After surviving the impact of COVID-19, incarcerated senior citizens are struggling to retain prior learning in academics, self-help groups, physical therapy, and vocational training programs. These programs require a constant level of participation, especially for the elderly.
“As an amputee, I have only been allowed to attend my physical therapy class once–so that I can learn how to walk with my right prosthetic leg,” said Leonard King, 65, a San Quentin resident who survived the outbreak. Prior to the COV-ID-19 outbreak, CDCR officials housed high-risk medical residents at San Quentin. Most of these men are ages 60 and up, making them more vulnerable to illness, especially with their underlying medical conditions.
Steve Rothschild, 75, also survived the outbreak at San Quentin. Rothschild has been at the prison for the last two years. He was working in the Prison Industry Authority’s (PIA) The Last Mile coding program before the prison suspended all programs due to the COVID-19. “Senior citizens don’t retain information as well as young people,” said Rothschild. “I have lost much of what I have learned. There is no substitute for practice, practice, practice and this is unattainable without my workstation,” he added.
It has been more than 10 months and Rothschild is concerned that not having the ability to reinforce his coding skills makes it more likely that he won’t advance to the next level of the class. That will hinder his ability to earn a new trade or earn a potentially earlier release date from prison.
I tested 14 different times for COVID-19 and all my results were negative,” said Jose Hurtado, 65, who avoided contracting COVID-19 during the outbreak. “COVID-19 robbed me of earning good time credits. I haven’t been able to be oriented or participate in any self-help programs.”
San Quentin has been on a strict lock-down (modified) program since the outbreak. Educational, vocational and all rehabilitation programs, including religious services, have been on hold since March. “I can’t attend a church, which is something that helps me in maintaining a healthy spirit,” said Hurtado. “The lack of religious services has also made me depressed and sad. When we don’t have activities and just sit in our cells it’s very depressing. Now, I am being transferred out to Corcoran (state prison) and I am afraid that I will get COVID-19 at my new prison.”
As a result of the pandemic and the modified programming, the prison’s general population has lacked the means to earn certificates or self-help Chronos, which could give incarcerate people credit towards earlier releases or parole board hearings dates. CDCR has awarded “Meritorious Credit-Good Time credit” of 84 days to all incarcerate state people, according to their website. California’s aging prison population may have increased due to laws such as the three-strike law or incarcerated people being required to serve 85% of their sentences. Most of these laws were passed in the early ‘90s, which left many people to serve life or long-term sentences before being considered for parole.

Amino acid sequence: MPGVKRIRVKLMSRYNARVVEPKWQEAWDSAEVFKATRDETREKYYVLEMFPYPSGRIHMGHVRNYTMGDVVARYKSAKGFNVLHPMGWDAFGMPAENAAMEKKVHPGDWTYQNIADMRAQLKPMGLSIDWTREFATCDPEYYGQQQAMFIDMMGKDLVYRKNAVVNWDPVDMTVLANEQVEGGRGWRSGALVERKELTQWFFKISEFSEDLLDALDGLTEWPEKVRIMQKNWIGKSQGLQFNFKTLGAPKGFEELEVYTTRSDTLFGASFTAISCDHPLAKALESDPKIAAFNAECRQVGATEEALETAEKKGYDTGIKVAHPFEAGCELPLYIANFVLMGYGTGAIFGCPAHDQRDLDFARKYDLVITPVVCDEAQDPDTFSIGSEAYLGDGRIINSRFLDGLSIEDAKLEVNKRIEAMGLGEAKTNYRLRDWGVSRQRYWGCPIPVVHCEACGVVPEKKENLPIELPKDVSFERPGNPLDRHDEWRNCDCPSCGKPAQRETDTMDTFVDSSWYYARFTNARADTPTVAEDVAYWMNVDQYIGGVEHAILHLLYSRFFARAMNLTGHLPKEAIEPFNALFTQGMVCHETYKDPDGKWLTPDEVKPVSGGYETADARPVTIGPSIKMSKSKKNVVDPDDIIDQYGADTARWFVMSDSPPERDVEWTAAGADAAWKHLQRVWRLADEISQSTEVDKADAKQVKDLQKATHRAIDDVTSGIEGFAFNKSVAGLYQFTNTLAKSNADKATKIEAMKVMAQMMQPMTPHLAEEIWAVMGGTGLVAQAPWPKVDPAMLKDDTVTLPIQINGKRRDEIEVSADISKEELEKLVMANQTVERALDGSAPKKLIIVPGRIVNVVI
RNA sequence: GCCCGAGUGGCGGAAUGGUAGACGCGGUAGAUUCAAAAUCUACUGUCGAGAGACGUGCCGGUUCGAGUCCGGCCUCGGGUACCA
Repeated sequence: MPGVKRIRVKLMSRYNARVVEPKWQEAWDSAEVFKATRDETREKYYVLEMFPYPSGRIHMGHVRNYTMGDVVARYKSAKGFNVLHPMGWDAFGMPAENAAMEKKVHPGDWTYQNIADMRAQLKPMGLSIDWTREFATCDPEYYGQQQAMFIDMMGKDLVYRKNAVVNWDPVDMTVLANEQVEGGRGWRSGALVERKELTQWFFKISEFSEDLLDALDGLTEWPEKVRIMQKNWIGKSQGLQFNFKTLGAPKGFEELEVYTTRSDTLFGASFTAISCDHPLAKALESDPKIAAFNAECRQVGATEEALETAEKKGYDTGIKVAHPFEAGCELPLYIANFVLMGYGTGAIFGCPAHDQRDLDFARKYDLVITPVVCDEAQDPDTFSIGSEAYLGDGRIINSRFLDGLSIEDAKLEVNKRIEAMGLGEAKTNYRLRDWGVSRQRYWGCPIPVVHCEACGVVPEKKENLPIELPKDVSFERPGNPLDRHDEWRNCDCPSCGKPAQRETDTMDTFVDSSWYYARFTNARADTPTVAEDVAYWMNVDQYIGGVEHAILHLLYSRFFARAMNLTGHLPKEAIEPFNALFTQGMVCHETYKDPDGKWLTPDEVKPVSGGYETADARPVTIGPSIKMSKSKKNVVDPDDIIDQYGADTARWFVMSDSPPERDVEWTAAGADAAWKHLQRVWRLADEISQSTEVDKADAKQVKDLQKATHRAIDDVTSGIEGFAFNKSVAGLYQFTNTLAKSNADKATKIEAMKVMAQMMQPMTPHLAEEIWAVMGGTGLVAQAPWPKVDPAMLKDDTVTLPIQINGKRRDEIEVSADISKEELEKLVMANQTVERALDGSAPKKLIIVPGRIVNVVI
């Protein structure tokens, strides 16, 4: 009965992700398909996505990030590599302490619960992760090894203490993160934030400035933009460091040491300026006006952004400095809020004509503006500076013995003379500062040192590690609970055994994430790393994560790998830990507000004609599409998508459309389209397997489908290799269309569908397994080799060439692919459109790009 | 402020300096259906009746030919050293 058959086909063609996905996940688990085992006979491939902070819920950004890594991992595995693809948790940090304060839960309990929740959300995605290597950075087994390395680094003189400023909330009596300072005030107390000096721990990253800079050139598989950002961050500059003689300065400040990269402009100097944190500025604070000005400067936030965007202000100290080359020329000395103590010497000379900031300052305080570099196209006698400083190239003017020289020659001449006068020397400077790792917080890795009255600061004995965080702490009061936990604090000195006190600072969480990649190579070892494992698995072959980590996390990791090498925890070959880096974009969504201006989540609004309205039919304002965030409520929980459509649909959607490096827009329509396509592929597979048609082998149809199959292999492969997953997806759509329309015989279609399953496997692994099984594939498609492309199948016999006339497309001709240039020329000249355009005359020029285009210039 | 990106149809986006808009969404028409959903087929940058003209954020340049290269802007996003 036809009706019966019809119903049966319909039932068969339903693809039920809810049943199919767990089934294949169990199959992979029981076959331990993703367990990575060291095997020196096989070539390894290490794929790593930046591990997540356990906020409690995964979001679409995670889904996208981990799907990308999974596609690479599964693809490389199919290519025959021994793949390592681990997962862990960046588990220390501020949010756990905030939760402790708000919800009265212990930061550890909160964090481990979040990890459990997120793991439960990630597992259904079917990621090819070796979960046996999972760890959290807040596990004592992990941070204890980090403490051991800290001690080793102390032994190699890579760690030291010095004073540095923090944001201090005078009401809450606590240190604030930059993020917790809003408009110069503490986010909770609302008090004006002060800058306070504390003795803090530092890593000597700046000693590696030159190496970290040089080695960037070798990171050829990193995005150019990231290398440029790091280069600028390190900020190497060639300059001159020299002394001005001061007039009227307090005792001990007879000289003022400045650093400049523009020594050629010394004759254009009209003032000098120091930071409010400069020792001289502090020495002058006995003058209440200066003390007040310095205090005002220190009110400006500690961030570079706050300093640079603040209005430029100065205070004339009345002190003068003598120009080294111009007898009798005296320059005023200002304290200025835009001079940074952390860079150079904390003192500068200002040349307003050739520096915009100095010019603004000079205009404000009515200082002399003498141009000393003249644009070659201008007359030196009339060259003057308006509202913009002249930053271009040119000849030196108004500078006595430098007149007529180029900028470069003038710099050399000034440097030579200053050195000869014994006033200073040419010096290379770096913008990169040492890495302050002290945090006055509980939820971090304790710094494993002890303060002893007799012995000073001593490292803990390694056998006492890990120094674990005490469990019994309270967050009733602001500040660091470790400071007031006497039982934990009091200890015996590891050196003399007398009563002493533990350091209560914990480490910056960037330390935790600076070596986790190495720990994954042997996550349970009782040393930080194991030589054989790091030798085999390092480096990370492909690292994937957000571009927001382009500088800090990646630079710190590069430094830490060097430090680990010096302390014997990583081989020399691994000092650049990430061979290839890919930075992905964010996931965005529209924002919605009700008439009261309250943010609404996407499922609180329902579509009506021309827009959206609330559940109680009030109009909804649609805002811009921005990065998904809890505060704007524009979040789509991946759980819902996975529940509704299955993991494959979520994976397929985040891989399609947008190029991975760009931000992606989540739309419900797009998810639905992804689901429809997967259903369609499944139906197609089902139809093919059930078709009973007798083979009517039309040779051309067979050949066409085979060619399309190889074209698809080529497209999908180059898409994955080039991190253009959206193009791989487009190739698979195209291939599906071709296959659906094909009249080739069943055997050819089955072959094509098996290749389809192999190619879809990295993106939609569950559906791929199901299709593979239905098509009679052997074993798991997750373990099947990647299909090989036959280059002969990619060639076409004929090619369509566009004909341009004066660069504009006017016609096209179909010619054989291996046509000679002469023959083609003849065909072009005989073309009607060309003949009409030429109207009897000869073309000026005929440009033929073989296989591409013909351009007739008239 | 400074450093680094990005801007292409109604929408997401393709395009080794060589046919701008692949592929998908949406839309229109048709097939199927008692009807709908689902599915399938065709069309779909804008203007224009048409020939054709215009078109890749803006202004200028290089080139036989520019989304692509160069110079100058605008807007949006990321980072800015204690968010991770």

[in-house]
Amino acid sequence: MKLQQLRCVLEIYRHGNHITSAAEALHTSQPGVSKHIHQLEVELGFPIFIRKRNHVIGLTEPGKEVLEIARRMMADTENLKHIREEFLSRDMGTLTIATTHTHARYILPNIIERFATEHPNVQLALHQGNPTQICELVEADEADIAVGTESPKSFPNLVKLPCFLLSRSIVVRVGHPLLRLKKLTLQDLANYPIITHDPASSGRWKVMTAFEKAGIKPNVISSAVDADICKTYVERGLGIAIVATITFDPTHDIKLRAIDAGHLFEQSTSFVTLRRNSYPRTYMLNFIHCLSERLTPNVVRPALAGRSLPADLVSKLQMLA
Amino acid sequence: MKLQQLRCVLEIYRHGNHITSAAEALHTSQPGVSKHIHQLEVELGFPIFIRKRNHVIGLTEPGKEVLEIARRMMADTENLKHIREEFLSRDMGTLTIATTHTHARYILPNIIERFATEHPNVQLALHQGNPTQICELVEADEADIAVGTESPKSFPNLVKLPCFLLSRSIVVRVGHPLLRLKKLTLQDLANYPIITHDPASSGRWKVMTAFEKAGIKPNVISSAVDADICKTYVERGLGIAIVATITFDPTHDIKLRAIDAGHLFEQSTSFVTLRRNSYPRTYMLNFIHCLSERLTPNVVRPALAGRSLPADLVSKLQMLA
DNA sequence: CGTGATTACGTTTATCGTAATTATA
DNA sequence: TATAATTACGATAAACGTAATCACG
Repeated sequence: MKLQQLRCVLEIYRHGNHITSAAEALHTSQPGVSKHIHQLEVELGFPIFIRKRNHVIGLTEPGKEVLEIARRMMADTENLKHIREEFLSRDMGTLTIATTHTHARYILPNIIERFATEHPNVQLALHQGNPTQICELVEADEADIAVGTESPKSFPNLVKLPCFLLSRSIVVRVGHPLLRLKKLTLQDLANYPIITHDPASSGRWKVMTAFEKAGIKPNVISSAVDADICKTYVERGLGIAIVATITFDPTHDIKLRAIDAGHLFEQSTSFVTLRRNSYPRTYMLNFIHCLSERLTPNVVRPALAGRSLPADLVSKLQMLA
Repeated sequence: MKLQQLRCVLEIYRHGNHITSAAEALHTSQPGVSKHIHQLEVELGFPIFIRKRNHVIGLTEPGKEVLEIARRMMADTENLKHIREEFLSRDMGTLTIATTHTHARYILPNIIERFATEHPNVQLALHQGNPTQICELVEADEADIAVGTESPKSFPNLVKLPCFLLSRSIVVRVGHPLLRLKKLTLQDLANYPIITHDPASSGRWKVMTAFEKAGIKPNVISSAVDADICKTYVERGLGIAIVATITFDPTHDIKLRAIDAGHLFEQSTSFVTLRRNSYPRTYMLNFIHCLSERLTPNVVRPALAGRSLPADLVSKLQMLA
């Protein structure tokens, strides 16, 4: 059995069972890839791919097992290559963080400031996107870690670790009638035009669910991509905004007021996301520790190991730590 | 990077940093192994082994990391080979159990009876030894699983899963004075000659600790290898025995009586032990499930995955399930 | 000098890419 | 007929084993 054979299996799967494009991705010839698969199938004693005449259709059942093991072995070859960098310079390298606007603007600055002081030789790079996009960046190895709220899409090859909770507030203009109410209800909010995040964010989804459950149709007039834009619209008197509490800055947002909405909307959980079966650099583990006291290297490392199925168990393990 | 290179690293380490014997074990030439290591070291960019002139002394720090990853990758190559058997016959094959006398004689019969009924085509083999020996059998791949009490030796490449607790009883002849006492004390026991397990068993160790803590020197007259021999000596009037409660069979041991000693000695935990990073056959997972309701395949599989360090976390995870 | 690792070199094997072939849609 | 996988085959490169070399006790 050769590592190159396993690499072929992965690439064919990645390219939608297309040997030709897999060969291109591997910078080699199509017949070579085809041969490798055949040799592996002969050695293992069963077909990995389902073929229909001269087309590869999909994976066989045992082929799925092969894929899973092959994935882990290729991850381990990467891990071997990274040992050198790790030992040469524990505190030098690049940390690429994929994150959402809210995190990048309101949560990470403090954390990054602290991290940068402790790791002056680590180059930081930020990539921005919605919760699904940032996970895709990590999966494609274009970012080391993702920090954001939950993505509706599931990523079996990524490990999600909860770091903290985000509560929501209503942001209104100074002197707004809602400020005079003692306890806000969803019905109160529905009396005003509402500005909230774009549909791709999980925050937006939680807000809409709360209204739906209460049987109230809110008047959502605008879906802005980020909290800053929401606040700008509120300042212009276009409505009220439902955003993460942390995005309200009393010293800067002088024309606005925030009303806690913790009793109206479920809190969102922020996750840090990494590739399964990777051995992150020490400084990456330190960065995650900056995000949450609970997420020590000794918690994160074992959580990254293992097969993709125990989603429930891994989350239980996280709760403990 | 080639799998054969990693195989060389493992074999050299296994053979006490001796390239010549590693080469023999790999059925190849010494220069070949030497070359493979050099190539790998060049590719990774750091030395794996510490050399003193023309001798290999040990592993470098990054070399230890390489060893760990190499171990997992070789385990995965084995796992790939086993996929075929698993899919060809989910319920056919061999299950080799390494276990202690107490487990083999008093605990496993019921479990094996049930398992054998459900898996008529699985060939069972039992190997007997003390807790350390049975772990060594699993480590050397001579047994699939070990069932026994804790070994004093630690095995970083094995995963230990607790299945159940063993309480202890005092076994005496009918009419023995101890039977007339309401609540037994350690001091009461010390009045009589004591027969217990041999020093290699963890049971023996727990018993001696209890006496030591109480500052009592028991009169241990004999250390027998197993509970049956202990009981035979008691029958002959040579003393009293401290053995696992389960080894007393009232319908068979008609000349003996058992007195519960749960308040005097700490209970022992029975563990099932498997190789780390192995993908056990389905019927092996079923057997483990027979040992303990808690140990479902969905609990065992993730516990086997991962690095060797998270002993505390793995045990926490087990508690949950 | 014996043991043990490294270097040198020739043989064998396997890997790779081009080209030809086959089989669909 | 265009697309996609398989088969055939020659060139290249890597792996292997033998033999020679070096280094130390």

“It has been a lot to endure I can’t speak for anyone else,” said King, who has been incarcerated for 25 years under the Three-Strike Law. “But for me, I can’t predict what the future will be for me, because of my age and my medical conditions. This pandemic has added another life sentence to my Three-Strikes,” he added.
Some elderly residents are in a tough position where they must find ways to learn a new workable skill for employment and learn new coping skills to meet some parole board’s hearing requirements, all the while being classified as medically high risk. As senior citizens returning home, they know they are unlikely to be hired for hard labor jobs. Rothschild, at age 75, believed that the coding program would have given him an opportunity to earn a living in the free world as a web designer. He also said he has completed Anger Management prior to the outbreak.
King at the age of 65, was given a five-year denial at his parole suitability hearing. Now, he has to attain additional self-help programs to fulfill the parole board’s recommendation for suitability in a time where programs are shut down.
“I feel defeated. It’s emotionally depressing not being able to learn the things that I need to learn,” said King. “I need all the help that I can get so when I come home I can get a job and be a productive citizen to my community.”
Prior to the outbreak, San Quentin was known as the Mecca of all CDCR rehabilitation program hubs. People from all over the state have requested their institutions to be transferred to San Quentin. So with the coronavirus dropping within the prison, but rising in the state. Everybody, both young and old, is just waiting on what CDCR’s next steps will be.
Since this story was written, Leonard King passed away.